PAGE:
We all know race engines means high tech and expensive. Because these engines are only produced in small volume and usually working in high load/high stress circumstances, they usually uses some technologies that are not available in massively produced passenger cars.
One interesting fact is, because the race engine has higher assembly precision standards, there is less energy loss due to frictions between internal moving parts. Therefore, some race engines do have better fuel efficiency when comparing to a similar massively produced passenger car engine.
But some good stuff in race engines may act reversely in cars that are designed for daily driving. One example is the coating of the cylinder liners. Let’s take the 3.8L turbo V8 engine which is used in the latest Maserati Quattroporte GTS.
That 3.8L V8 engine is built by Ferrari. The engine block is made using Aluminum, with wet thin steel cylinder liners (“wet” means the coolant can touch the outer side of the liners directly). This is a typical Ferrari engine design. But the problem is: Ferrari applies a Nikasil coating to the cylinder liners. Below is the side view of the Ferrari-developed 3.8L V8 turbo engine.
Nikasil coating is ultra-hard, friction-reducing and also saves weight for the liners (because one can use thinner metal materials because of the extra strength of the coating), and this is critical for high performance purpose engines. But this kind of coating has an unavoidable shortcoming: it is very vulnerable to the sulfur content in the gasoline.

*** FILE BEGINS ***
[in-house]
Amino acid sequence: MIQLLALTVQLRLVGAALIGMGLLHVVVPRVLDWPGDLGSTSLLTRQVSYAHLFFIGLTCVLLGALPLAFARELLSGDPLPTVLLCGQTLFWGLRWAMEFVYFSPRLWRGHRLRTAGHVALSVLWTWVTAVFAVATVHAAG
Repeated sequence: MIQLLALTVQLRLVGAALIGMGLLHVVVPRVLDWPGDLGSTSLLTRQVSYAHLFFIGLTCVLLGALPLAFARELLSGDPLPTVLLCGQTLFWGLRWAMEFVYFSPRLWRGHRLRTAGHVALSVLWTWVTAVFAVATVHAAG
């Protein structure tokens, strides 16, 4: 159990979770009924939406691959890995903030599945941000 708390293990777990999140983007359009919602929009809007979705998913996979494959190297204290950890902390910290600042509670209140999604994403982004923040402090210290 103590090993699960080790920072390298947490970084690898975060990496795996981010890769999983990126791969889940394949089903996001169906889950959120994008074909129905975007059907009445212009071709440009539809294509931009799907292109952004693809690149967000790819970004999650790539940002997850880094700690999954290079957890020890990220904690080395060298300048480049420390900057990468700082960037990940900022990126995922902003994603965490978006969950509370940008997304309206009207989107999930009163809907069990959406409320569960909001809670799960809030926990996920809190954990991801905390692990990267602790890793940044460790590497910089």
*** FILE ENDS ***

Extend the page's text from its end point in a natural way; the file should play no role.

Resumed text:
Sulfur in the gasoline, combines with some ambient molecules, and it forms sulfuric acid, which corrodes the Nikasil coating gradually. When the Nikasil material starts to fail, piston rings will score the cylinder walls and causing reduced compression ratio, which also lowers the engine output. After this process has reached to some extent, besides feeling the reduced power you will also find it takes longer and longer to crank the engine to start in the morning. In the end, when the Nikasil coating completely fails, there will be virtually no compression to make your engine start.
In 1990s there were some German auto makers extensively using Nikasil to coat their engine cylinder walls. But they soon faced huge failure rate in markets outside of Europe, such as in US. The reason why they did not realize this during the design and test phases is because, Europe market has the lowest sulfur level in gasoline (less than 10ppm); while gasoline sold in other places of the world contains much higher sulfur. For example currently in US, EPA allows fuel refiners to produce gasoline with a range of sulfur levels, as long as their annual corporate average does not exceed 30ppm; for an individual batch, it can contain as much as 80ppm of sulfur.
For the Maserati Quattroporte GTS, if it is used for daily driving/commuting purpose, I believe owners will start to complain engine issues once they have accumulated enough miles on their Quattroportes.
Some may ask this question: why so many exotic sports cars and racing cars are using Nikasil coating?
The answer is simple: statistically speaking most of the exotic sports cars (Ferraris, Lamborghinis etc.,) won’t see too many miles because their owners are not using it to deliver fast food, or drive it for 12 hours every day. Most of such cars I have seen for sale are only driven several thousands of (or even hundreds of) miles per year, it is very unlikely for this issue to develop to the extent that is noticeable to its owner. For race cars, professional racing team has the financial budget to replace an engine for every 600 miles; obviously reliability is not their first priority.